The problem seems to stem from the fact that our article focuses on the likelihood ratio (known as the Bayes factor) for the evidence we adduce rather than on the prior probability of the resurrection.
First of all, for the record: No, we were not remotely deceptive or misleading about this in the article. We were painfully explicit about it. (The entire preprint text of the article is available on-line here.) Viz.:
Even as we focus on the resurrection of Jesus, our aim is limited. To show that the probability of R given all evidence relevant to it is high would require us to examine other evidence bearing on the existence of God, since such other evidence – both positive and negative – is indirectly relevant to the occurrence of the resurrection. Examining every piece of data relevant to R more directly – including, for example, the many issues in textual scholarship and archeology which we shall discuss only briefly – would require many volumes. Our intent, rather, is to examine a small set of salient public facts that strongly support R. The historical facts in question are, we believe, those most pertinent to the argument. Our aim is to show that this evidence, taken cumulatively, provides a strong argument of the sort Richard Swinburne calls “C-inductive” – that is, whether or not P(R) is greater than some specified value such as 0.5 or 0.9 given all evidence, this evidence itself heavily favors R over ~R.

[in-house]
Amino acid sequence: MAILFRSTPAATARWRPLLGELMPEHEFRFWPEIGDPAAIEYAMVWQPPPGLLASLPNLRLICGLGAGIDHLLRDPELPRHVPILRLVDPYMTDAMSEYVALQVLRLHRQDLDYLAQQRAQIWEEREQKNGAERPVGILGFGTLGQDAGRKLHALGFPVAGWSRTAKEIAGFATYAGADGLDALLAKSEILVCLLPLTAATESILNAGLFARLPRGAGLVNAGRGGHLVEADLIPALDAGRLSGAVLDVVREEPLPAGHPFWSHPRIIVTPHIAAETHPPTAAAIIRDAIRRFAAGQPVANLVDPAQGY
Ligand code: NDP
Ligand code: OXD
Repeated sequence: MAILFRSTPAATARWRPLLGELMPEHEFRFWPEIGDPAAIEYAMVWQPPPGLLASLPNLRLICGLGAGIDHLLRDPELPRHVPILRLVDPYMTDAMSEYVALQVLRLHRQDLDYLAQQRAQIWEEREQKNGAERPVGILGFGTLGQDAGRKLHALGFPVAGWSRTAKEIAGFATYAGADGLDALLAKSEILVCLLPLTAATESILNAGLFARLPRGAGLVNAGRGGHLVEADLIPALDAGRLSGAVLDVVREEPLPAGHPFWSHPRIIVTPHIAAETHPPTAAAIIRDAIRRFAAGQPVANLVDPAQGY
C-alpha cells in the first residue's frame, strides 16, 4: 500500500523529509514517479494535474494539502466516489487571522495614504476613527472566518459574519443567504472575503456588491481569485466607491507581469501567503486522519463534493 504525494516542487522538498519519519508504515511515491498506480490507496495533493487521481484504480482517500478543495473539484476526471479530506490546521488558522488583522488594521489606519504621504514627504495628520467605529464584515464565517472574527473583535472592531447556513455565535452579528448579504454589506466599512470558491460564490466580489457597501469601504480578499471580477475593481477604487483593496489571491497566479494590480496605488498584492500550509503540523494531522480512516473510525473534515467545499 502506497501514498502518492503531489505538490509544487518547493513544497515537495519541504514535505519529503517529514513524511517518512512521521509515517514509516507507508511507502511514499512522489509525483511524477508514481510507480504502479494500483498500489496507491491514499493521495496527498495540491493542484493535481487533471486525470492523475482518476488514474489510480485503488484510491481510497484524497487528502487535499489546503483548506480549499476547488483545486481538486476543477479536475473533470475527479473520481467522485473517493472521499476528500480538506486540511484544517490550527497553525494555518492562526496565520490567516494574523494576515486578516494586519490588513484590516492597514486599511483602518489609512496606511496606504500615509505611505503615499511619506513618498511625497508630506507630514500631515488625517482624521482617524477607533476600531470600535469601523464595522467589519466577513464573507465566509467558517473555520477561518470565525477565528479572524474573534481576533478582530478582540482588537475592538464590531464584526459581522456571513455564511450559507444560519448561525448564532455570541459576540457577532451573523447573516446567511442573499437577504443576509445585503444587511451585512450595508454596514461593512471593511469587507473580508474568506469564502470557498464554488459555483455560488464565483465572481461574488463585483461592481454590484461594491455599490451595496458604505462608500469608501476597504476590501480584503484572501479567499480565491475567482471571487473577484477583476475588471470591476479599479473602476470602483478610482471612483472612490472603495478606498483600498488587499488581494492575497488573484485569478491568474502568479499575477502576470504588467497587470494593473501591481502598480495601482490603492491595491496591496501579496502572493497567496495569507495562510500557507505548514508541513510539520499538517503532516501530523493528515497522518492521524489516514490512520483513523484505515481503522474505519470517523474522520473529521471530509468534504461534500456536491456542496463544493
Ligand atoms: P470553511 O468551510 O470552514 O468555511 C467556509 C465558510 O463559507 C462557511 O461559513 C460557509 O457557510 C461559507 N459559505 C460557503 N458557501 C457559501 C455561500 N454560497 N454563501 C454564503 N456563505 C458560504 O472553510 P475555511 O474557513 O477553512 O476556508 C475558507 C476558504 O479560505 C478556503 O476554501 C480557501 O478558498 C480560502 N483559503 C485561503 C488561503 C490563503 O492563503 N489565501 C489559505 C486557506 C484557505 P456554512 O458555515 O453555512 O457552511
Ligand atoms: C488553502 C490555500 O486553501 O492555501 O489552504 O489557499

But our estimated Bayes factors for these pieces of evidence were, respectively, 10^2, 10^39, and 10^3. Sheer multiplication through gives a Bayes factor of 10^44, a weight of evidence that would be sufficient to overcome a prior probability (or rather improbability) of 10^–40 for R and leave us with a posterior probability in excess of 0.9999.
In my interview with Luke M., I said this (transcribed from the podcast, available here, at approximately 16:10 to 19:30):